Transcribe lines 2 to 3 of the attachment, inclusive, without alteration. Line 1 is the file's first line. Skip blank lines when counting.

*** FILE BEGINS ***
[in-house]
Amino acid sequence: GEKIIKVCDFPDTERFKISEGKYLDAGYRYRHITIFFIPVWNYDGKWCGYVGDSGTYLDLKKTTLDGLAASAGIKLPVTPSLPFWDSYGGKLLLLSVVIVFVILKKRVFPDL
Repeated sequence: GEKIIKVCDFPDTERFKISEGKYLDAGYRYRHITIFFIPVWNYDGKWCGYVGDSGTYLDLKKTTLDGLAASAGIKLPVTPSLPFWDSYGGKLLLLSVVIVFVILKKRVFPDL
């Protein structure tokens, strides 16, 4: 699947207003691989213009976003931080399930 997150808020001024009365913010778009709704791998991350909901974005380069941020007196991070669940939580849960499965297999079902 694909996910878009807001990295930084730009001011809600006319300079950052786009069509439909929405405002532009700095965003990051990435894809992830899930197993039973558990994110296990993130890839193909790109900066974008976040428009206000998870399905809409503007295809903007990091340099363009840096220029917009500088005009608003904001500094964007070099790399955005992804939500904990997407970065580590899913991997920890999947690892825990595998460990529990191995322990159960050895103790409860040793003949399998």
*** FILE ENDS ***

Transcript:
Amino acid sequence: GEKIIKVCDFPDTERFKISEGKYLDAGYRYRHITIFFIPVWNYDGKWCGYVGDSGTYLDLKKTTLDGLAASAGIKLPVTPSLPFWDSYGGKLLLLSVVIVFVILKKRVFPDL
Repeated sequence: GEKIIKVCDFPDTERFKISEGKYLDAGYRYRHITIFFIPVWNYDGKWCGYVGDSGTYLDLKKTTLDGLAASAGIKLPVTPSLPFWDSYGGKLLLLSVVIVFVILKKRVFPDL